Apple’s iPhone 5, released Wednesday, was pretty much exactly what we were expecting.
It has 4G/LTE data capabilities, a slightly bigger screen, and a thinner and lighter body.
And unfortunately, there’s no one feature that’s set to really capture people’s imaginations in a big way like the iPhone 4’s high-resolution Retina display, or the voice-activated virtual assistant Siri, which was a major selling point for 2011’s iPhone 4S.
Is this a big deal?
Hmm, let’s go back to the last time Apple released an “underwhelming” iPhone.
The 4S was minimally improved over the 4. Yet, in its first full quarter on the market, Apple sold a whopping 37 million units vs. Wall Street forecasts in the 30-32 million range.
And what about the last time Apple released a product that offered zero surprises? This year’s new iPad sold 17 million units last quarter, one million ahead of expectations.
An easy way to garner attention is to knock Apple’s products, despite their undisputed success out in the real world.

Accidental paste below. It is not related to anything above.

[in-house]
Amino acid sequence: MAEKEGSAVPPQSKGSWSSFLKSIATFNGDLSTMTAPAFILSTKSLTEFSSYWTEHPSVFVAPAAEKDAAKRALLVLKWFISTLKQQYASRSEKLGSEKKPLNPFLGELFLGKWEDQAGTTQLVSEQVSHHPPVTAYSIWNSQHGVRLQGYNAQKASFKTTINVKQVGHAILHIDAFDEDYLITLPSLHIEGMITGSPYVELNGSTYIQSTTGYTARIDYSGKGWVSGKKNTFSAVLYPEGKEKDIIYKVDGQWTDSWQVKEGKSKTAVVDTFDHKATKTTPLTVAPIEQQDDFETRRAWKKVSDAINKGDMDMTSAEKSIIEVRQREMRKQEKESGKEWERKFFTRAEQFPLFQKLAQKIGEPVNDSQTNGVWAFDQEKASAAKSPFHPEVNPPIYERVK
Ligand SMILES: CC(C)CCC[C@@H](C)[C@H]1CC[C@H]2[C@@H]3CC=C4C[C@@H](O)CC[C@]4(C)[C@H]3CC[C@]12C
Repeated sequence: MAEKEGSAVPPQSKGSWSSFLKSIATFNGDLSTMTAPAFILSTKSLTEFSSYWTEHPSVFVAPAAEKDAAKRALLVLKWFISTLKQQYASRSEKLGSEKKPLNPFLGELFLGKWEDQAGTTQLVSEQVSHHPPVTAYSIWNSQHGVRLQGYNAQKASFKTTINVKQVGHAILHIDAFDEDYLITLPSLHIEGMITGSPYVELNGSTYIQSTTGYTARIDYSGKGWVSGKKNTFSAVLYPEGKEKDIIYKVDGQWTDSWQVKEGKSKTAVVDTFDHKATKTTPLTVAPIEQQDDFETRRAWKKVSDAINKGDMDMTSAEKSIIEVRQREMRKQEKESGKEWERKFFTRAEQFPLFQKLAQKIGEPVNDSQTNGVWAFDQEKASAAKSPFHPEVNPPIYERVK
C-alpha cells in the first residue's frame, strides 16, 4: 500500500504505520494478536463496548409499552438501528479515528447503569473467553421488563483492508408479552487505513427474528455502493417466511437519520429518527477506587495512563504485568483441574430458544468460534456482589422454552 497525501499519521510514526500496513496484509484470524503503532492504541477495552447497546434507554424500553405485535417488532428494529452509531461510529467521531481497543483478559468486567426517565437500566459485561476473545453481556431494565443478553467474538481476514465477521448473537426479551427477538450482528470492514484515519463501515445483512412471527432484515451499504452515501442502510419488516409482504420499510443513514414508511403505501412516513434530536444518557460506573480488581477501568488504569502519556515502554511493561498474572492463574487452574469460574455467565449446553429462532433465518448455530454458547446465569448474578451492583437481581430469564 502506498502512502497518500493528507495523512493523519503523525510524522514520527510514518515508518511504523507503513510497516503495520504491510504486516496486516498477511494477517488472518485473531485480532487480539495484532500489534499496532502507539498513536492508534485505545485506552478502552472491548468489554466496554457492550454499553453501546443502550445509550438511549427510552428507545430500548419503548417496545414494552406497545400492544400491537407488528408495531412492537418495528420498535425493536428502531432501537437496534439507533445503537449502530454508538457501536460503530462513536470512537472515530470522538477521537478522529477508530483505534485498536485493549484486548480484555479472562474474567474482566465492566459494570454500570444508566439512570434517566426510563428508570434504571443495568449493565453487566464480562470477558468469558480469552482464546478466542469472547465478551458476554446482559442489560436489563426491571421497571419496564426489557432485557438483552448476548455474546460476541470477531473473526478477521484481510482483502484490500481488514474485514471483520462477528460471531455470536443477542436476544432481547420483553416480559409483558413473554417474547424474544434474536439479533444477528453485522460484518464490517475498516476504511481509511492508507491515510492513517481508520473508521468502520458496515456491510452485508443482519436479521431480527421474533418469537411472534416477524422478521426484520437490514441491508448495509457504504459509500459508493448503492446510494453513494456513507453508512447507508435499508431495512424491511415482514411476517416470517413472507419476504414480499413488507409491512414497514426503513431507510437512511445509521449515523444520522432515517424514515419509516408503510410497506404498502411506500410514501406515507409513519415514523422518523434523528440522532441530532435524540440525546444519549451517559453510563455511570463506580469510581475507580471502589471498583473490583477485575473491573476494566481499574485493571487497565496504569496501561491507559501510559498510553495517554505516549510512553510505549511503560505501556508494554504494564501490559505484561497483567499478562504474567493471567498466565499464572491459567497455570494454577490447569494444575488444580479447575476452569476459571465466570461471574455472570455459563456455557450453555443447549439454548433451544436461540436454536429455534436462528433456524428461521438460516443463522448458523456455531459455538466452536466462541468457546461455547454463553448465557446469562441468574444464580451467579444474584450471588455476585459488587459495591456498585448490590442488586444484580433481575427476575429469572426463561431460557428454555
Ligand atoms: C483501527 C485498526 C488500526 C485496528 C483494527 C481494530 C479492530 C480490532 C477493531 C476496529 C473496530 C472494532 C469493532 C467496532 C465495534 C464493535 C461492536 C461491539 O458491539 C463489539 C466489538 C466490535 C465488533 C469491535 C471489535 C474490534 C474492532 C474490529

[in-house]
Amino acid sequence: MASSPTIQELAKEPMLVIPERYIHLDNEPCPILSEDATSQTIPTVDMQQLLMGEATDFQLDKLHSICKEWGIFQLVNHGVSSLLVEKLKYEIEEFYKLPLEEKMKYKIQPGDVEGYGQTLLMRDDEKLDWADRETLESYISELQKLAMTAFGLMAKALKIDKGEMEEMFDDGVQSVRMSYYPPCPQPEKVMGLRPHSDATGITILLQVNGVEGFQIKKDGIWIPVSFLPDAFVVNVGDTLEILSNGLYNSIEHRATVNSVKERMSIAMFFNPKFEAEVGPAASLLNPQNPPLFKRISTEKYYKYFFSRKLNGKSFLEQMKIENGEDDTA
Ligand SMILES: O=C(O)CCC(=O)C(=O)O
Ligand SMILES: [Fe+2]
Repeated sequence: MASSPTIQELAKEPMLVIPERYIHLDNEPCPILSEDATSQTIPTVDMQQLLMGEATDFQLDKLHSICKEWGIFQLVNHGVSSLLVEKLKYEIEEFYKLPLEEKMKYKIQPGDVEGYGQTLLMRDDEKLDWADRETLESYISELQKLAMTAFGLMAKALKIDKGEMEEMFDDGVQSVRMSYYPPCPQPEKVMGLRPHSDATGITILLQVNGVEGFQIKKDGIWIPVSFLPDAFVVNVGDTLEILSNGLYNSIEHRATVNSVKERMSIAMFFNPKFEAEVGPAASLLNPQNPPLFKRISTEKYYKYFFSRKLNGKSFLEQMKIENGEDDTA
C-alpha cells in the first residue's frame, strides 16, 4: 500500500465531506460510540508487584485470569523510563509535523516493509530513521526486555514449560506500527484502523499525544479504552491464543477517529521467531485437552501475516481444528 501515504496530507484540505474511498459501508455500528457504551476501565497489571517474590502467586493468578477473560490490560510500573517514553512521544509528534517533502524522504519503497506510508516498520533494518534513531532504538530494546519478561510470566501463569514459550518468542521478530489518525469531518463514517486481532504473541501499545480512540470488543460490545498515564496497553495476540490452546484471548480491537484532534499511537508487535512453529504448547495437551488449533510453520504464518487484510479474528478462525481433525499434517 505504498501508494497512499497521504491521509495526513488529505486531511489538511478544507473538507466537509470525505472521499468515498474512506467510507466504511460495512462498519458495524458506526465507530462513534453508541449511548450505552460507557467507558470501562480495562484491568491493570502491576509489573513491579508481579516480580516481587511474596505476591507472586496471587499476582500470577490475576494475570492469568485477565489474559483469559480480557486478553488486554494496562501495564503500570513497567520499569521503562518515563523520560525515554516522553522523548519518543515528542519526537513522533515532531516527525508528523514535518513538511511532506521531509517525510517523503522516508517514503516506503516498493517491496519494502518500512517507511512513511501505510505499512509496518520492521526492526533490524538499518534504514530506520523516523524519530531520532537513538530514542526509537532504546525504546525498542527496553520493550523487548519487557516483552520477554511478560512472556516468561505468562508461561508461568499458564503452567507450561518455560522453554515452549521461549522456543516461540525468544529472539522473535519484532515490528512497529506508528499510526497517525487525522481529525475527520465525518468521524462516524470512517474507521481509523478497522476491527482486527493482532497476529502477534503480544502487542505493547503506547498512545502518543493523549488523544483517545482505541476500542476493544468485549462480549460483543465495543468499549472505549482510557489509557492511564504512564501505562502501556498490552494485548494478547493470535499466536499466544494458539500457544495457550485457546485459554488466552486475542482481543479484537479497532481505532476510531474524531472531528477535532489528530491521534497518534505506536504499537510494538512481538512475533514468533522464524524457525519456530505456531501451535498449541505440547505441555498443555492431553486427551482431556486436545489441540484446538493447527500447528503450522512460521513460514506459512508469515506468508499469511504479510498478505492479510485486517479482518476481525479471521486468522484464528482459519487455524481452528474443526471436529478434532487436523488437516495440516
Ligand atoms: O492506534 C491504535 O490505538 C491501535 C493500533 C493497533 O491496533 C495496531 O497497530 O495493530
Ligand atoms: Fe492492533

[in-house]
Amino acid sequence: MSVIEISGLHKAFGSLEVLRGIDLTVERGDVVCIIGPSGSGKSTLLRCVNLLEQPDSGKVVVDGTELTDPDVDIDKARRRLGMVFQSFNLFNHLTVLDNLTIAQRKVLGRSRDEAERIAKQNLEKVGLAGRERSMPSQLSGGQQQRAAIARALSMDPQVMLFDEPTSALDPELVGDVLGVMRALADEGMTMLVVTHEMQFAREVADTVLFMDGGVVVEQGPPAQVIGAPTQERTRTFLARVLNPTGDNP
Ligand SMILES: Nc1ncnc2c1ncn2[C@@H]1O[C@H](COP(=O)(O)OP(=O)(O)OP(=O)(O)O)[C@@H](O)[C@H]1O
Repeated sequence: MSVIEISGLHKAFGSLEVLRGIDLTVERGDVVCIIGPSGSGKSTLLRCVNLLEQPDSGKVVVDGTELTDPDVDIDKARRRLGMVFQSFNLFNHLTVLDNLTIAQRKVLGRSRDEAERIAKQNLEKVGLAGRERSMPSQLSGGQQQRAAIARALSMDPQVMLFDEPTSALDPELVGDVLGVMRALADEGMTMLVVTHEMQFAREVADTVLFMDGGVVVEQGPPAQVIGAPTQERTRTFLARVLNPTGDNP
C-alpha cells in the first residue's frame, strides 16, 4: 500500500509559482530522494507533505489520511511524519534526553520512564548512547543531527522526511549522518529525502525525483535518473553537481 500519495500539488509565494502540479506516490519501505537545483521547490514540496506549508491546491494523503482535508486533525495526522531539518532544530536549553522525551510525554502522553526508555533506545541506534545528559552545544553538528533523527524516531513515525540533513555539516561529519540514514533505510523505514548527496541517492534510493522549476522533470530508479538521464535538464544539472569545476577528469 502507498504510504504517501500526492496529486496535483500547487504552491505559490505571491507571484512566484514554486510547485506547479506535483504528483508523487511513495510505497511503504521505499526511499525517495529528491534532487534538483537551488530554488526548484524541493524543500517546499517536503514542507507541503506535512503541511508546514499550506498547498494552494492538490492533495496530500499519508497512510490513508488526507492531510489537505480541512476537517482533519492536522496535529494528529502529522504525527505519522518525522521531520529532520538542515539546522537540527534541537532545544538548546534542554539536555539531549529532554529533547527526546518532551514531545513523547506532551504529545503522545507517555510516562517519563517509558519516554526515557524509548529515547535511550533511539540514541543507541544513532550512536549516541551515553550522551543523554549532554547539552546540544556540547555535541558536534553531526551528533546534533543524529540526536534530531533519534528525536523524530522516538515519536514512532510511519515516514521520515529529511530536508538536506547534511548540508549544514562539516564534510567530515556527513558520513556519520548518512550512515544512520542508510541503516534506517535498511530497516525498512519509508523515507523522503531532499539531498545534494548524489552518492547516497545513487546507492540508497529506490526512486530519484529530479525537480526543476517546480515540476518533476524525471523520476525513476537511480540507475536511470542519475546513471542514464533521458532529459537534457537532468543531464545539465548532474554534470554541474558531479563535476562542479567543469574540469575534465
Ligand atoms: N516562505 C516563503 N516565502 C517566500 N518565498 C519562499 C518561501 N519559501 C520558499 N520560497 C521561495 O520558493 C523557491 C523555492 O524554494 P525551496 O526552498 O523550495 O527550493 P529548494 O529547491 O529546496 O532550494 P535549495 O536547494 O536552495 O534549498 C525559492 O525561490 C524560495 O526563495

Apple is the world’s best producer of consumer electronics and the world’s best retailer, as measured by metrics like profit margins and sales productivity, not to mention the extent to which its moves are copied by competitors like Samsung and Microsoft.
But perhaps more importantly, Apple has people’s attention in a way that no other company can match. Even people that hate Apple pay attention to what it’s doing.
In fact, there’s more excitement surrounding the iPad Mini and iTV — which don’t actually exist, mind you — than the new Nokia smartphones.
What does that tell you about the state of the world?